Valentina Palmiotti
Sep 8, 2022

Put an io_uring on it: Exploiting the Linux Kernel

By: Valentina Palmiotti, @chompie1337

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This blog posts covers io_uring, a new Linux kernel system call interface, and how I exploited it for local privilege escalation (LPE)

A breakdown of the topics and questions discussed:

  • What is io_uring? Why is it used?
  • What is it used for?
  • How does it work?  
  • How do I use it?
  • Finding a vulnerability to exploit, CVE-2021-41073 [13].
  • Turning a type confusion vulnerability into memory corruption
  • Linux kernel memory fundamentals and tracking.
  • Exploring the io_uring codebase for tools to construct exploit primitives.
  • Creating new Linux kernel exploitation techniques and modifying existing ones.
  • Finding target objects in the Linux kernel for exploit primitives.
  • Mitigations and considerations to make exploitation harder in the future.

Like my last post, I had no knowledge of io_uring when starting this project. This blog post will document the journey of tackling an unfamiliar part of the Linux kernel and ending up with a working exploit. My hope is that it will be useful to those interested in binary exploitation or kernel hacking and demystify the process. I also break down the different challenges I faced as an exploit developer and evaluate the practical effect of current exploit mitigations.

io_uring: What is it?

Put simply, io_uring is a system call interface for Linux. It was first introduced in upstream Linux Kernel version 5.1 in 2019 [1]. It enables an application to initiate system calls that can be performed asynchronously. Initially, io_uring just supported simple I/O system calls like read() and write(), but support for more is continually growing, and rapidly. It may eventually have support for most system calls [5].

Why is it Used?

The motivation behind io_uring is performance. Although it is still relatively new, its performance has improved quickly over time. Just last month, the creator and lead developer Jens Axboe boasted 13M per-core peak IOPS [2]. There are a few key design elements of io_uring that reduce overhead and boost performance.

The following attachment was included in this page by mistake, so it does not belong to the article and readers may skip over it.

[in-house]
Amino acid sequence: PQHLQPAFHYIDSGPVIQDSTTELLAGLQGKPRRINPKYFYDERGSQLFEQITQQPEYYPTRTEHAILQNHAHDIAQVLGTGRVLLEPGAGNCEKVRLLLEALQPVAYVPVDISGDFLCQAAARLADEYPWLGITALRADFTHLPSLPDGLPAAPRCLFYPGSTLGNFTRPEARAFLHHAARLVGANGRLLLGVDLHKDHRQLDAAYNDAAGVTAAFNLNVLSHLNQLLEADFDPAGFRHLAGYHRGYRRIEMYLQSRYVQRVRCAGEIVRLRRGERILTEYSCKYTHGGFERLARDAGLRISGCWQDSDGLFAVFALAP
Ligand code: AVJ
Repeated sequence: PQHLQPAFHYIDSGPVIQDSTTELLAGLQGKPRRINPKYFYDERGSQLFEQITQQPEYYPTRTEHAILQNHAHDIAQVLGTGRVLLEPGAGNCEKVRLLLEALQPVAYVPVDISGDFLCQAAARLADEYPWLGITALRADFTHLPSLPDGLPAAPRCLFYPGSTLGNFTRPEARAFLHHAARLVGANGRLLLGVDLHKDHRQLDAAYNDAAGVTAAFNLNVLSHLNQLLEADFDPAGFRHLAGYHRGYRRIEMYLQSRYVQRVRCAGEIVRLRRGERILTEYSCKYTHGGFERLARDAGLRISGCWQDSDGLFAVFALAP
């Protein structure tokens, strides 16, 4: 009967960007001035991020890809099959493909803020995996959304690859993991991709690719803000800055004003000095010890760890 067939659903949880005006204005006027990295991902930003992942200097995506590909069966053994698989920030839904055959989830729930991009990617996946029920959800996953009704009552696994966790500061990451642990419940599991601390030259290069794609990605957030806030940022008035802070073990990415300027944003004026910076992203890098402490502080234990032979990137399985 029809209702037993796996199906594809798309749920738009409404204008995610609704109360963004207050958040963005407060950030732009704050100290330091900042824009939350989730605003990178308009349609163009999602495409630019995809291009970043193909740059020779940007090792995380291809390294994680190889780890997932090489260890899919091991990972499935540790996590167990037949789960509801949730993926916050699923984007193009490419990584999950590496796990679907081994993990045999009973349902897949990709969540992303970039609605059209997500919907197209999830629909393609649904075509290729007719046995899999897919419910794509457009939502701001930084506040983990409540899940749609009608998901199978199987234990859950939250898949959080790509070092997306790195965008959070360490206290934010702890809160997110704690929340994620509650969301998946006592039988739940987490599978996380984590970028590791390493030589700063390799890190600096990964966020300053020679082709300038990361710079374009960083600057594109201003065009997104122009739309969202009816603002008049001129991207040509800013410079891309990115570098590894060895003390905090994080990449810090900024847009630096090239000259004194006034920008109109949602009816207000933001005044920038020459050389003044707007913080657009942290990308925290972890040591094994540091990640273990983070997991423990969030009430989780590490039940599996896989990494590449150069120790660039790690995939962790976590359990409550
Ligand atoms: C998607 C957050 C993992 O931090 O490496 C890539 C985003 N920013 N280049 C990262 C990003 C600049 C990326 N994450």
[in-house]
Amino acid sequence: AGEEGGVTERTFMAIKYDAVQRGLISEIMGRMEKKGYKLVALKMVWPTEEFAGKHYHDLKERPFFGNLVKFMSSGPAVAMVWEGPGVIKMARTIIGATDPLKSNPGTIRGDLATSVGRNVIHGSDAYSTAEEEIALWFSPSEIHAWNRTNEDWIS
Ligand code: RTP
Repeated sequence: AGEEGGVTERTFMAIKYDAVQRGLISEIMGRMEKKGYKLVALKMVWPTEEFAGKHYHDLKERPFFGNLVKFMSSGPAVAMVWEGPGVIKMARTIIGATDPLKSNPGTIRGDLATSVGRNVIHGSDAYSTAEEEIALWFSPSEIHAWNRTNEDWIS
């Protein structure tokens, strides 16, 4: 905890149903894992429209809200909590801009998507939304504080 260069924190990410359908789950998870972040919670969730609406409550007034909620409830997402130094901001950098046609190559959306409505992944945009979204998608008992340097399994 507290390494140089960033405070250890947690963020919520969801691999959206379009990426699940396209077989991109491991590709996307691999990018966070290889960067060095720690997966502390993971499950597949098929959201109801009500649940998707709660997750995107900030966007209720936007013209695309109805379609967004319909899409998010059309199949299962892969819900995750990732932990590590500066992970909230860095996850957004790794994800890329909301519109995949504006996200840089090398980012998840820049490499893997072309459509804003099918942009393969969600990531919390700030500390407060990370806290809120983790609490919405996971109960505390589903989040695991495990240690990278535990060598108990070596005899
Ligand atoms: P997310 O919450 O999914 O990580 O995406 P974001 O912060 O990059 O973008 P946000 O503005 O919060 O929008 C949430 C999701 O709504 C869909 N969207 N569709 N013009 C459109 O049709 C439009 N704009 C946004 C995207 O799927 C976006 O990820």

With io_uring system calls can be completed asynchronously. This means an application thread does not have to block while waiting for the kernel to complete the system call. It can simply submit a request for a system call and retrieve the results later; no time is wasted by blocking.

Additionally, batches of system call requests can be submitted all at once. A task that would normally requires multiple system calls can be reduced down to just 1. There is even a new feature that can reduce the number of system calls down to zero [7]. This vastly reduces the number of context switches from user space to kernel and back. Each context switch adds overhead, so reducing them has performance gains.

In io_uring a bulk of the communication between user space application and kernel is done via shared buffers. This reduces a large amount of overhead when performing system calls that transfer data between kernel and userspace. For this reason, io_uring can be a zero-copy system [4].

There is also a feature for “fixed” files that can improve performance. Before a read or write operation can occur with a file descriptor, the kernel must take a reference to the file. Because the file reference occurs atomically, this causes overhead [6]. With a fixed file, this reference is held open, eliminating the need to take the reference for every operation.

The overhead of blocking, context switches, or copying bytes may not be noticeable for most cases, but in high performance applications it can start to matter [8]. It is also worth noting that system call performance has regressed after workaround patches for Spectre and Meltdown, so reducing system calls can be an important optimization.[9].

What is it Used for?

As noted above, high performance applications can benefit from using io_uring. It can be particularly useful for applications that are server/backend related, where a significant proportion of the application time is spent waiting on I/O.

How Do I Use it?

Initially, I intended to use io_uring by making io_uring system calls directly (similar to what I did for eBPF). This is a pretty arduous endeavor, as io_uring is complex and the user space application is responsible for a lot of the work to get it to function properly. Instead, I did what a real developer would do if they wanted their application to make use of io_uring - use liburing.

liburing is the user space library that provides a simplified API to interface with the io_uring kernel component [10]. It is developed and maintained by the lead developer of io_uring, so it is updated as things change on the kernel side.